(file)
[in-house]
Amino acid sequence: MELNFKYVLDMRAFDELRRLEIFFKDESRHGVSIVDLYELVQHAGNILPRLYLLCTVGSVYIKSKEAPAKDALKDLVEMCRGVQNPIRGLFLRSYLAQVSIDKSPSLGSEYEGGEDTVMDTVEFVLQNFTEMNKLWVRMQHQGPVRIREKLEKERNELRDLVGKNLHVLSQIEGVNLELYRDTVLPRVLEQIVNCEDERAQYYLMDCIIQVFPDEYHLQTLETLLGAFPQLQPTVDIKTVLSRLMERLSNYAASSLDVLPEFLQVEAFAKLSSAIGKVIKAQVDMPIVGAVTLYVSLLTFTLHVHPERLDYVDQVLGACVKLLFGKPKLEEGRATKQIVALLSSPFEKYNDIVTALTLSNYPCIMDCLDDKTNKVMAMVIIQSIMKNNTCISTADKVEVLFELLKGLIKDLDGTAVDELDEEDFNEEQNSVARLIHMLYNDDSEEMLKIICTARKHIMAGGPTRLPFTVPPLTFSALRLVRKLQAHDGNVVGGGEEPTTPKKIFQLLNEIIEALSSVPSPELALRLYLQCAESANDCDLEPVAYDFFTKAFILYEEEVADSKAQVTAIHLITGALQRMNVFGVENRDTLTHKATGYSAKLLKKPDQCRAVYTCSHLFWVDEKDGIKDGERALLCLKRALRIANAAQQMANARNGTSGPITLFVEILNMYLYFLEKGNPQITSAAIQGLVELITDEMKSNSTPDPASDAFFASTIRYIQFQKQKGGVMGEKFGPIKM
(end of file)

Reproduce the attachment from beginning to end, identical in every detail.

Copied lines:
[in-house]
Amino acid sequence: MELNFKYVLDMRAFDELRRLEIFFKDESRHGVSIVDLYELVQHAGNILPRLYLLCTVGSVYIKSKEAPAKDALKDLVEMCRGVQNPIRGLFLRSYLAQVSIDKSPSLGSEYEGGEDTVMDTVEFVLQNFTEMNKLWVRMQHQGPVRIREKLEKERNELRDLVGKNLHVLSQIEGVNLELYRDTVLPRVLEQIVNCEDERAQYYLMDCIIQVFPDEYHLQTLETLLGAFPQLQPTVDIKTVLSRLMERLSNYAASSLDVLPEFLQVEAFAKLSSAIGKVIKAQVDMPIVGAVTLYVSLLTFTLHVHPERLDYVDQVLGACVKLLFGKPKLEEGRATKQIVALLSSPFEKYNDIVTALTLSNYPCIMDCLDDKTNKVMAMVIIQSIMKNNTCISTADKVEVLFELLKGLIKDLDGTAVDELDEEDFNEEQNSVARLIHMLYNDDSEEMLKIICTARKHIMAGGPTRLPFTVPPLTFSALRLVRKLQAHDGNVVGGGEEPTTPKKIFQLLNEIIEALSSVPSPELALRLYLQCAESANDCDLEPVAYDFFTKAFILYEEEVADSKAQVTAIHLITGALQRMNVFGVENRDTLTHKATGYSAKLLKKPDQCRAVYTCSHLFWVDEKDGIKDGERALLCLKRALRIANAAQQMANARNGTSGPITLFVEILNMYLYFLEKGNPQITSAAIQGLVELITDEMKSNSTPDPASDAFFASTIRYIQFQKQKGGVMGEKFGPIKM